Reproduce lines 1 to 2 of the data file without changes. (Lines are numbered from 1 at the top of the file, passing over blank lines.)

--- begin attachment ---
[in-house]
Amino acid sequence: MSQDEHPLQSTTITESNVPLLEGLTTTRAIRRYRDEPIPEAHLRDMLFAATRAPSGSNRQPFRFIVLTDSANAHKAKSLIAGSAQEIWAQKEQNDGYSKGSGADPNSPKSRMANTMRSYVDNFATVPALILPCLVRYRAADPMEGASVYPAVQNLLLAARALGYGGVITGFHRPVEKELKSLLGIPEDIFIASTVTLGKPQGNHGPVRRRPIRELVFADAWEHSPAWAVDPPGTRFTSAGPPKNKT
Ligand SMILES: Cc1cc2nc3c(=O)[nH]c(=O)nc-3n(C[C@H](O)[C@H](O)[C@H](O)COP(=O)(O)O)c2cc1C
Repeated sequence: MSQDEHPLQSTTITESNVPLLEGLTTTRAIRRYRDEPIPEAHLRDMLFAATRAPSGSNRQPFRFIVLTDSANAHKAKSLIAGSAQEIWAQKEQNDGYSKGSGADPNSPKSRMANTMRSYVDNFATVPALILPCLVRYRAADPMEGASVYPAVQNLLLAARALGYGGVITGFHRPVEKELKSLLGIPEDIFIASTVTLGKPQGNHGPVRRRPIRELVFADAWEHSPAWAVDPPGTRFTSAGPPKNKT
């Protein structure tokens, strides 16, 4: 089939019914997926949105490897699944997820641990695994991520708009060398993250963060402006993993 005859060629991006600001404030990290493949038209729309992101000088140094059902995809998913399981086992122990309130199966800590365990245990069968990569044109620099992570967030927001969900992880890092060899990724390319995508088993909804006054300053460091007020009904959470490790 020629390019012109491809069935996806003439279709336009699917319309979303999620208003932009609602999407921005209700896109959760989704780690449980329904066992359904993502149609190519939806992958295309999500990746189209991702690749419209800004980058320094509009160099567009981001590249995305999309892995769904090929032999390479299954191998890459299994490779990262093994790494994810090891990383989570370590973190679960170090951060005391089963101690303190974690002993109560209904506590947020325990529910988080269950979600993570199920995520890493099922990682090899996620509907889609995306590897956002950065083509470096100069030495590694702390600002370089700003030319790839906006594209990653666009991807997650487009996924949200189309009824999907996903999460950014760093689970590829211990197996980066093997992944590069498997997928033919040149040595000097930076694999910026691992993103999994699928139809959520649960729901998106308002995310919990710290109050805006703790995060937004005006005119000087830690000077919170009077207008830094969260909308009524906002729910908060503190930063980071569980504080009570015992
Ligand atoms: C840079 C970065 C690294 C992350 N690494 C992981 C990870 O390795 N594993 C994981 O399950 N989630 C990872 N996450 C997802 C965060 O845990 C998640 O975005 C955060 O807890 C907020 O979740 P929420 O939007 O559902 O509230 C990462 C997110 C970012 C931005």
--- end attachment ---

[in-house]
Amino acid sequence: MSQDEHPLQSTTITESNVPLLEGLTTTRAIRRYRDEPIPEAHLRDMLFAATRAPSGSNRQPFRFIVLTDSANAHKAKSLIAGSAQEIWAQKEQNDGYSKGSGADPNSPKSRMANTMRSYVDNFATVPALILPCLVRYRAADPMEGASVYPAVQNLLLAARALGYGGVITGFHRPVEKELKSLLGIPEDIFIASTVTLGKPQGNHGPVRRRPIRELVFADAWEHSPAWAVDPPGTRFTSAGPPKNKT